Alvarez implemented strategies to sustain himself. He scratched a cross into a wall and hosted his own Catholic Mass. He etched the passage of time on walls. He did complex math problems and played chess against himself, just to keep his brain working. He had daily cleaning rituals, which (sort of) warded off the cat-sized rats that roamed around.

Other POWs began to arrive in 1965.

Their arrival made Alvarez’s life better—and worse. On one hand, he had companionship. The men developed a tap code that worked through walls. Their communications system, Alvarez would say, “became our lifeline . . . . It fueled our morale and stiffened our backbone. Above all, it kept us informed . . . . To be forewarned was to be forearmed.”

On the other hand, interrogations got a lot worse.

The North Vietnamese wanted letters and recordings for propaganda purposes. Americans were tortured if they refused to cooperate. On one occasion, Alvarez was told to write an apology. His arms were contorted and painfully bound until he finally complied. “For the first time in my life,” he later wrote, “I felt sheer hatred . . . . It took a few hours before I could hold the pencil and when I did, my writing looked like a drunkard’s scrawl. . . . I took pains to misspell words to make the confession as phony as possible.”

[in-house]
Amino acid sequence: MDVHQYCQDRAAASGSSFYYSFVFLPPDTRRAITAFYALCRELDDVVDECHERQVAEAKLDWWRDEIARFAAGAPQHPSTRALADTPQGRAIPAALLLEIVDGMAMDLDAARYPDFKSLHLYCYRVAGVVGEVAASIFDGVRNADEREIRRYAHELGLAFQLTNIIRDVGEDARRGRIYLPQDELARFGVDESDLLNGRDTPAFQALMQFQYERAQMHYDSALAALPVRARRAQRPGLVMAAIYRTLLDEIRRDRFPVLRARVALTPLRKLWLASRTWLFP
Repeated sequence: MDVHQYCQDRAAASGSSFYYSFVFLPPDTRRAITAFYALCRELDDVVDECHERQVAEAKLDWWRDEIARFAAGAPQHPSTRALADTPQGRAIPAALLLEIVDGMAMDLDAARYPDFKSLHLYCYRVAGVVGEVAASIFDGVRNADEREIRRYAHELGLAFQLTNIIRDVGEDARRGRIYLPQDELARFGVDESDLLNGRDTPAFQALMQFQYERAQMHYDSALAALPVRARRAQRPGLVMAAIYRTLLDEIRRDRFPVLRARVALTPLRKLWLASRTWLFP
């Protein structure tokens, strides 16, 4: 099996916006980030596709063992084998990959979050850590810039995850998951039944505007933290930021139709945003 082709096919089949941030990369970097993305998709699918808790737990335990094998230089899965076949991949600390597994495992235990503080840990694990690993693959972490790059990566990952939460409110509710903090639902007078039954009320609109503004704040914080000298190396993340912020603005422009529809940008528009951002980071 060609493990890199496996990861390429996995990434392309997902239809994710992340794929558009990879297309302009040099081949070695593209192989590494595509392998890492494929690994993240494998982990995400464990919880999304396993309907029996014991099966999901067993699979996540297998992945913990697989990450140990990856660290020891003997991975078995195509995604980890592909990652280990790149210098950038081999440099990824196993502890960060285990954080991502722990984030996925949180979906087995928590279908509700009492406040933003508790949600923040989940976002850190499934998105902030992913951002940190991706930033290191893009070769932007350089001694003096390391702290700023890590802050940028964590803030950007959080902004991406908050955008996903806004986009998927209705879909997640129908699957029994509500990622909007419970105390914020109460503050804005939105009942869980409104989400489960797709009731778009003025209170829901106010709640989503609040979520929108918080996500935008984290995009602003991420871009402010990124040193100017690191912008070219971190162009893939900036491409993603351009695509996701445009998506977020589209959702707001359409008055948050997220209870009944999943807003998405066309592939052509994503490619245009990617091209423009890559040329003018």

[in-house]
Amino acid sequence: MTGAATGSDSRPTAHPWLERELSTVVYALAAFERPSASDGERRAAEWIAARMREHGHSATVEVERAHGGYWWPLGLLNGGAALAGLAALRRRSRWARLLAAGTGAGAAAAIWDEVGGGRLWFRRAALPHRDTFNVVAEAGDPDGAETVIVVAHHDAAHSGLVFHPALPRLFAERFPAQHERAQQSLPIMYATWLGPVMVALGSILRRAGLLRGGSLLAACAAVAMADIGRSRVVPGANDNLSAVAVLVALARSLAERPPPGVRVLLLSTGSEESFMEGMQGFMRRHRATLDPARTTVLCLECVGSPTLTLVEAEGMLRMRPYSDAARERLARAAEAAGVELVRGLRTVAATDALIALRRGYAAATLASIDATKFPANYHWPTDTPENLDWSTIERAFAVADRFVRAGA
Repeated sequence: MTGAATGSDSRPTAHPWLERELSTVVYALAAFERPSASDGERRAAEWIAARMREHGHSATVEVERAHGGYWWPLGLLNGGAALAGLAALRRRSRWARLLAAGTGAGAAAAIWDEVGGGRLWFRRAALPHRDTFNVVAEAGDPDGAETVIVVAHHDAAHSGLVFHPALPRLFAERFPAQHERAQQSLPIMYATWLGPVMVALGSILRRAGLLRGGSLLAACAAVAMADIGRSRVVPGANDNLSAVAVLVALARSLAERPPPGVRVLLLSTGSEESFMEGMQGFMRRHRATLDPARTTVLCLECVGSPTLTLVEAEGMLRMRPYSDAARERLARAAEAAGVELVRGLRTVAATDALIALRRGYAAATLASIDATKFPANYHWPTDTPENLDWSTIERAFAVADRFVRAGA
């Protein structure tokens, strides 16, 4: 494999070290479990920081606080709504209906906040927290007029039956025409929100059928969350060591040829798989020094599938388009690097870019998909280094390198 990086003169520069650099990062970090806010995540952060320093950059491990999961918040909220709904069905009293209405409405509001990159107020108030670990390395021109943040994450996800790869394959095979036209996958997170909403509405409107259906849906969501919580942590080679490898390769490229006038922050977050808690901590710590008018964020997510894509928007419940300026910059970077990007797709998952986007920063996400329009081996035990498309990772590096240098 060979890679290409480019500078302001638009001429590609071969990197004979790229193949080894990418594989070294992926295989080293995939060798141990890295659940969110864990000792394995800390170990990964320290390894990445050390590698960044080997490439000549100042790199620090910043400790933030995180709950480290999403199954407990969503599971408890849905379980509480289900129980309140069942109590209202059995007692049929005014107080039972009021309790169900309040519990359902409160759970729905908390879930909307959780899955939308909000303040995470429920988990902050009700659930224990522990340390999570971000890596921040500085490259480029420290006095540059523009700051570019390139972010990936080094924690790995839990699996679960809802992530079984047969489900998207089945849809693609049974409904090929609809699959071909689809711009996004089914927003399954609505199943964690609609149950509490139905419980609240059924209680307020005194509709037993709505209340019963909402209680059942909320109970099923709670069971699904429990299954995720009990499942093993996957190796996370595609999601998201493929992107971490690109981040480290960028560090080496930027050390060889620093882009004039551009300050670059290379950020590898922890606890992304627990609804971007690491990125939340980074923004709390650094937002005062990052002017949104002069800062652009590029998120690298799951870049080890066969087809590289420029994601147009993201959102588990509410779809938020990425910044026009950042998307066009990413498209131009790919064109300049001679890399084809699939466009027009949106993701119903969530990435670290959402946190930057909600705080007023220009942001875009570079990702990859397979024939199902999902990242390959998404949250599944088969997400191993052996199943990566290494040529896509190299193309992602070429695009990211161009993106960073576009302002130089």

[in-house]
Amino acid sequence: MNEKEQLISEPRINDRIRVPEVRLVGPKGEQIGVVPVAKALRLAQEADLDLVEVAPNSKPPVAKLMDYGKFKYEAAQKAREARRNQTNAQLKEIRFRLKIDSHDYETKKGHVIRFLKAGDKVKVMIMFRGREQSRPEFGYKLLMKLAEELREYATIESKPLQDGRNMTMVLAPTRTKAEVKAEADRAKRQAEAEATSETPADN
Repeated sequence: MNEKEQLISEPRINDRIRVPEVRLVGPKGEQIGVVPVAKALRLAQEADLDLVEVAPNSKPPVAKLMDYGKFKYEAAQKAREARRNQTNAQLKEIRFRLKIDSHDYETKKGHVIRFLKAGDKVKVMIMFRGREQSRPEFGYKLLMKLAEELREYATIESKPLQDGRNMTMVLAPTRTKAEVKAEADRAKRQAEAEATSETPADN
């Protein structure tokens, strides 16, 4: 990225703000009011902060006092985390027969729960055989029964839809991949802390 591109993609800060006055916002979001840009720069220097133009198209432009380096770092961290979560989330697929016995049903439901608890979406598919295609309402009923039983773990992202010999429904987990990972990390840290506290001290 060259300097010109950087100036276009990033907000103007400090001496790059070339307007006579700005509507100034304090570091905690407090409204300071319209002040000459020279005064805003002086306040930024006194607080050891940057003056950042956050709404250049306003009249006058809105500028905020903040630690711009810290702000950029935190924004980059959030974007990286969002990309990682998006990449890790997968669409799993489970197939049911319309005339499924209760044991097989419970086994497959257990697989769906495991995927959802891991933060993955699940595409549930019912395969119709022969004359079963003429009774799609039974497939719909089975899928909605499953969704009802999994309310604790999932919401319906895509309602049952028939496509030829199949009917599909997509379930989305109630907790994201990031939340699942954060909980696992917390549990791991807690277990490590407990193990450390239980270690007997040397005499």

The arm torture left the skin on Alvarez’s hands deadened and black. Natural color didn’t return for two years.

On another occasion, Americans were marched through a frenzied crowd. They’d been tethered to each other, defenseless, as the mob madly beat and kicked them. “Our emaciated bodies, lacking nutrition, sunlight and exercise for so long, were ill-equipped to withstand this kind of ordeal,” Alvarez concluded.

The treatment of prisoners improved, but not until after Ho Chi Minh died in 1969. Finally, in 1973, the POWs were released.

Alvarez had been a captive since the very beginning—but he’d also been a pillar of strength for everyone else. “[A]ll the POWs, looked up to Ev,” one said. “He was one of those optimists who always thought we would get out the next day.”

Unfortunately, homecomings weren’t always so rosy. For Alvarez, the difficult news concerned his wife. During his absence, she obtained a divorce—and a baby with a new husband.

Fortunately, this hero’s story has a happy ending: Alvarez remarried, earned graduate degrees, and founded a wildly successful company.


Author’s Note: If you enjoy these history posts, please see my note below.

Gentle reminder: History posts are copyright © 2013-2020 by Tara Ross. I appreciate it when you use the share feature instead of cutting/pasting.

#TDIH#OTD#History#USHistory#liberty#freedom#ShareTheHistory

Guest author, Tara Ross, is a mother, wife, writer, and retired lawyer. She is the author of The Indispensable Electoral College: How the Founders’ Plan Saves Our Country from Mob Rule,Enlightened Democracy: The Case for the Electoral College, co-author of Under God: George Washington and the Question of Church and State (with Joseph C. Smith, Jr.), & We Elect A President: The Story of our Electoral College. She is a constitutionalist, but with a definite libertarian streak! Stay tuned here for updates on pretty much anything to do with the Electoral College, George Washington, & our wonderfully rich American heritage.